The Purchase by Linda Spalding

The Purchase, Linda Spalding

McClelland & Stewart, 352 pages

ISBN 9780771079351

In Brandywine, Pennsylvania, in 1798, the Dickinson family is well respected in the Quaker community. Daniel earns a comfortable living in the family business, and along with his wife Rebecca, he raises his four children according to Quaker principles.  When Rebecca is about to give birth to their fifth child, Daniel Dickinson hires a girl from a Methodist almshouse to help the family for a few weeks.  Ruth Boyd cooks, cleans, and looks after the children while Rebecca rests in preparation for the birth.  The birth does not go well; the baby is born sickly, and Rebecca dies.  Rather than send her back to a squalid almshouse, Daniel asks Ruth to stay with his family and mind the children, a decision which shocks the Elders.  In their view, a Methodist orphan is an unfit mother for a Quaker family, so the entire community responds by shunning the Dickinsons.

Daniel marries Ruth to be respectable, but he does not love her the way he did Rebecca.  The new family leave Brandywine for the farmlands of Virginia, and soon after arriving, Daniel witnesses a slave auction.  He is aghast at the cruel, dehumanizing attitudes, and feels a strong need to protect an especially vulnerable looking young boy from a life of misery.  Daniel’s abolitionist principles are called into question when he realizes that the only way to spare the boy is to purchase him.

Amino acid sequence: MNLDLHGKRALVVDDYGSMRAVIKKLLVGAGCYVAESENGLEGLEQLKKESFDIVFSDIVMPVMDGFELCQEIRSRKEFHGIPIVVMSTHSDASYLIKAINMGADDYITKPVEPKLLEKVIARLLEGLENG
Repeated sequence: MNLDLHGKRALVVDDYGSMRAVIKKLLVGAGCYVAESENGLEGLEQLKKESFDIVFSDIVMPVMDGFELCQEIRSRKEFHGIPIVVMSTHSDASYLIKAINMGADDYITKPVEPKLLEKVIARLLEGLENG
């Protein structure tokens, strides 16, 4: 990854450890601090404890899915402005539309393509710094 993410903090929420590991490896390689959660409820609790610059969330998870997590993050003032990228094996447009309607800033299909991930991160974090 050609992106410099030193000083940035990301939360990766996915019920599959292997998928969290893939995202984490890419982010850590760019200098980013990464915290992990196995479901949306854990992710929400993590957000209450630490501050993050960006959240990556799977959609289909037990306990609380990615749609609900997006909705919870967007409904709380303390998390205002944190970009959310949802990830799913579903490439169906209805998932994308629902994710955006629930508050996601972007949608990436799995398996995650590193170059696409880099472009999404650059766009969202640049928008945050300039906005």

Equality and freedom are cherished Quaker values, but the Dickinsons soon learn that they are much harder to apply in their new Virginia home.  Onesimus sleeps in a shelter outside of the main house, he works on the farm, and the children, though friendly, do not consider him a peer.  He begins a relationship with a slave girl on a neighbouring farm, and when their son is born, the Dickinsons must decide how far they are willing to go to keep him safe.

The Purchase tells the story of a man who, for the very best of reasons, has based his life around decisions that compromise some aspect of his personal moral code.  It depicts the complex realities of living by strong principles, and the difficulties that arise when some of those principles need to be sacrificed for the greater good.


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